A shareholder agreement is a document that generally sets out the rights, privileges, and obligations of a company’s shareholders and the foundation for how a corporation will be established, managed, and run. As such, shareholder agreements are important to both the shareholders of a corporation and the corporation itself.
This is especially true in family-owned businesses, where the number of shareholders may increase from one generation to the next, and where effective shareholder agreements can help avoid conflict. Accordingly, many parents may consider having their child sign a shareholder agreement — but are minor children under 18 years old allowed to sign shareholder agreements?
In Canada, the Canada Business Corporations Act (“CBCA”) and the Ontario Business Corporations Act (“OBCA”) do not expressly prohibit a minor from entering into a shareholder agreement. However, a shareholder agreement is first and foremost a contract, so it must meet all the basic requirements of a binding, legal agreement, including:
- offer and acceptance;
- capacity; and
- a bona fide legal purpose.
Indeed, with respect to the third requirement, the common law principles of contract law require individuals to have the capacity to enter into a contract, and minors are presumed to lack this capacity. Thus, shareholder agreements with minors are prima facie voidable. A court may void the agreement if it finds that:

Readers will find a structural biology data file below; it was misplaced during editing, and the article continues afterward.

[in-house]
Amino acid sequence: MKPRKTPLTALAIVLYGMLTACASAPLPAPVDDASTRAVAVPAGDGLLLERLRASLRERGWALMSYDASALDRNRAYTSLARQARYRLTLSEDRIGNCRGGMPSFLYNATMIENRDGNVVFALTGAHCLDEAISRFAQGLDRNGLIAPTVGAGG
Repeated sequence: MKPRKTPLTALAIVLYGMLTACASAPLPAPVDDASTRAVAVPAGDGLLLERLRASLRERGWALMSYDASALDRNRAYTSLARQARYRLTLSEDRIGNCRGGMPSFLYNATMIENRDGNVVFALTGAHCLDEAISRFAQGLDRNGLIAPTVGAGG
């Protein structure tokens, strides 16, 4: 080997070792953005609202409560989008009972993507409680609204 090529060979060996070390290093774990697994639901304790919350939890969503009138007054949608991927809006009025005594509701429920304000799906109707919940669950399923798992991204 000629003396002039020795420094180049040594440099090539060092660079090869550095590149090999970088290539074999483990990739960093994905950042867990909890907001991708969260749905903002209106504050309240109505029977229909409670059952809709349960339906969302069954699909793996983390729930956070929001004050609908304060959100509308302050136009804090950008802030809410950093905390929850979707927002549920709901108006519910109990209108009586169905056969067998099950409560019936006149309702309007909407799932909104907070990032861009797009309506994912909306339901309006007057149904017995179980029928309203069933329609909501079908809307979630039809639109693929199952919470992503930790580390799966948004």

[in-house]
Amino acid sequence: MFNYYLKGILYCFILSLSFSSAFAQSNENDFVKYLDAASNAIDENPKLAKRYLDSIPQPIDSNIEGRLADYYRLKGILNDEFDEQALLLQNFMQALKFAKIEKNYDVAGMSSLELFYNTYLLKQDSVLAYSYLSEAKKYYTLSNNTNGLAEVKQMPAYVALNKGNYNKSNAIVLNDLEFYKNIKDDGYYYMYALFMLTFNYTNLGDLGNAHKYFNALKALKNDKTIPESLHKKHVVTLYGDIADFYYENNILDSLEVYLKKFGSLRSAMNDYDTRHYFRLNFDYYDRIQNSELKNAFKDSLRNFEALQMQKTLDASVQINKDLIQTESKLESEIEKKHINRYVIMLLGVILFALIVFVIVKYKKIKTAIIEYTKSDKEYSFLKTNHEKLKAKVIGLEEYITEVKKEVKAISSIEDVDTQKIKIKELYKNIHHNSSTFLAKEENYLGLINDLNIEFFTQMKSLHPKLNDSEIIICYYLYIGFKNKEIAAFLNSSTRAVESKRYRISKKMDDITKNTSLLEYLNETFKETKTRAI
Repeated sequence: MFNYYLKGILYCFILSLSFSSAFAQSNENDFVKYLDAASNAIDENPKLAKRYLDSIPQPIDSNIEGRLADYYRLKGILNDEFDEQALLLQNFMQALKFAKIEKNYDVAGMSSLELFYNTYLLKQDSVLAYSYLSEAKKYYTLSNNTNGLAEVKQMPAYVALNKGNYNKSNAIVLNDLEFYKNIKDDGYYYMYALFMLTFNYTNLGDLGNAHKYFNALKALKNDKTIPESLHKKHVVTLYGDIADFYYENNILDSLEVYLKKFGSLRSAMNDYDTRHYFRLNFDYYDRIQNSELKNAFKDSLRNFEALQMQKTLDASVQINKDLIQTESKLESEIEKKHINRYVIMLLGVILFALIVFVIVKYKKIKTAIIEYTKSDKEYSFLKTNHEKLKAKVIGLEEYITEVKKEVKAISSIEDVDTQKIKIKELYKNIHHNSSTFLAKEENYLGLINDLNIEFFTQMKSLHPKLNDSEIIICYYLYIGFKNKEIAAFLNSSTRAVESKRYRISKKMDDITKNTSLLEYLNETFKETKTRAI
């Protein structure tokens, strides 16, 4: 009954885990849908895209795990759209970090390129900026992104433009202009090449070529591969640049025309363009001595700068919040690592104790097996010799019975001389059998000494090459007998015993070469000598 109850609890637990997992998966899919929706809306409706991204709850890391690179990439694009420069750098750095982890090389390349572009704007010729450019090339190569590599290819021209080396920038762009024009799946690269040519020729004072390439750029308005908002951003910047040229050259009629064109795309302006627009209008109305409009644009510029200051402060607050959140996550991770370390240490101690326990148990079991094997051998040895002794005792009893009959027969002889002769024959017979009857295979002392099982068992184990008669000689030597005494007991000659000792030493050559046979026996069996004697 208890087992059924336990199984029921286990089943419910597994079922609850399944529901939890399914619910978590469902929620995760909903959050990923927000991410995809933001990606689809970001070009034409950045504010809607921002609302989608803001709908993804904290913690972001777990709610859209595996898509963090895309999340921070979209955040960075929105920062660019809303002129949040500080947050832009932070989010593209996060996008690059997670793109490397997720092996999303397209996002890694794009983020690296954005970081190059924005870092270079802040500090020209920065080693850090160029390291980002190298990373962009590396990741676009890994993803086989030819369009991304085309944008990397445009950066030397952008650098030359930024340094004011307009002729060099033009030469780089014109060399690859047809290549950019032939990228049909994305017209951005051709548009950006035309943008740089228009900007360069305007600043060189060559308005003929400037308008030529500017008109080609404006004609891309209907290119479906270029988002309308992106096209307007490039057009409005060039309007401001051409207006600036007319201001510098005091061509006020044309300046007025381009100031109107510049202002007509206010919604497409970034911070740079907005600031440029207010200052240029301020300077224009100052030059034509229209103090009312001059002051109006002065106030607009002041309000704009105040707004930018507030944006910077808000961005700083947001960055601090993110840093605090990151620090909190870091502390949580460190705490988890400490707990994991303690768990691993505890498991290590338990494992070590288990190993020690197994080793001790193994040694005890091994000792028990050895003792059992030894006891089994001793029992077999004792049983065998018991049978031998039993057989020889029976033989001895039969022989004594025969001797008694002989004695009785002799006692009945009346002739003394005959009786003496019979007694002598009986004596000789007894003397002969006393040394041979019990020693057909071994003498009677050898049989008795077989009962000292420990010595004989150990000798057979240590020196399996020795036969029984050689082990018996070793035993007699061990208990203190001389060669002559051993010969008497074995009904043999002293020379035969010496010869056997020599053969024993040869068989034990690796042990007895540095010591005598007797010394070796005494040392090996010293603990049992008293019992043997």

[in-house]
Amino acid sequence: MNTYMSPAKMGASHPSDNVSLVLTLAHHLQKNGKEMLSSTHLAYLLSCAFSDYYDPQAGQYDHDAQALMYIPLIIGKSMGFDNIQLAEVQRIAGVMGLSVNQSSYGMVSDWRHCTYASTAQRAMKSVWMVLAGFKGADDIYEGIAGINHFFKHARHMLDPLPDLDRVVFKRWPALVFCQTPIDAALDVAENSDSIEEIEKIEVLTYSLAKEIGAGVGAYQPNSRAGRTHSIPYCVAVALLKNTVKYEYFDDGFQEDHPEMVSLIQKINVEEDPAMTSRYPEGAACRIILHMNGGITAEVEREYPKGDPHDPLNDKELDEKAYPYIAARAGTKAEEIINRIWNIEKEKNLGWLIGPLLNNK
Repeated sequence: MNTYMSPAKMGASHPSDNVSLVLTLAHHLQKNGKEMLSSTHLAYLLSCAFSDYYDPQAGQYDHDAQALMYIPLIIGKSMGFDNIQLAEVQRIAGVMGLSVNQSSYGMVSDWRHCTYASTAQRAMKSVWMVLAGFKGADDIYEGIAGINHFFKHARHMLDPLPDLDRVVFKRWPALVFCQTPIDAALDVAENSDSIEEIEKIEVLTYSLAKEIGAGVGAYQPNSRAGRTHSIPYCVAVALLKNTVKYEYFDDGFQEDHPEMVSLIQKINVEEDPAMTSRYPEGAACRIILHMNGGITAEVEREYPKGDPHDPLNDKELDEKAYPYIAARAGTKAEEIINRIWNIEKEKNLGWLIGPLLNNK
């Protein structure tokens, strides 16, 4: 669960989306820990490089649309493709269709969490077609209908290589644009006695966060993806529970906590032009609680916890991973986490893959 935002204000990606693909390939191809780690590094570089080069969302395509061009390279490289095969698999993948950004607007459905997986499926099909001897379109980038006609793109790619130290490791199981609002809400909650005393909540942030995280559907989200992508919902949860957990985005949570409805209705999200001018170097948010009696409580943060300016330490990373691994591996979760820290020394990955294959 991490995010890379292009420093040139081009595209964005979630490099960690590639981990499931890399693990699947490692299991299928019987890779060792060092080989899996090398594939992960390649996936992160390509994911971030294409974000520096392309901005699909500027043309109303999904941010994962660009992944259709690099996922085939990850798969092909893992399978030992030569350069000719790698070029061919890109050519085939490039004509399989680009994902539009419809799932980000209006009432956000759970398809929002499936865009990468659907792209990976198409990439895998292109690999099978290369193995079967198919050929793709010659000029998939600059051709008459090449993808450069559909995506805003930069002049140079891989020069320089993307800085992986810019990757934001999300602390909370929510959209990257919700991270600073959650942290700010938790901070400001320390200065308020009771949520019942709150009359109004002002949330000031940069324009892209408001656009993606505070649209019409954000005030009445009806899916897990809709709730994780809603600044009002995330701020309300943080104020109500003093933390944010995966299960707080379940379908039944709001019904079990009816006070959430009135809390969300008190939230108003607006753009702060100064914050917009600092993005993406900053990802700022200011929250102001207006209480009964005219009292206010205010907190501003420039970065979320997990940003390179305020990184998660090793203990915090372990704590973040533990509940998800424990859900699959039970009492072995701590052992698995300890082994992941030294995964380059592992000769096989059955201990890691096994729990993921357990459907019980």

- the minor was not mature enough to enter into the shareholder agreement;
- the shareholder agreement is not in the minor’s best interests; or
- the other party to the shareholder agreement is attempting to take advantage of the minor.
Furthermore, minors may repudiate shareholder agreements within a reasonable time period in most cases, and while shareholder agreements can be enforceable by a minor, they are not enforceable against a minor.
The best practice, therefore, is to wait until a minor turns 18 before they sign a shareholder agreement. Alternatively, the minor can sign a new shareholder agreement after they turn 18 to avoid the common law assumptions of lack of capacity and voidability issues associated with minors signing contracts. Luckily, there are also other alternatives. To explore these alternatives, and to help determine which option is best for you, please reach out to Michael Weinberger or a member of the Siskinds’ Business Law Group.
For more information on a minor holding shares in an OBCA corporation and insights related to passing shares to a child, read my blog post, Navigating minor’s share ownership in OBCA corporations: Exceptions, risks, and mitigation strategies.
Special thanks to Shereen Arcis, Articling student, who helped write this article.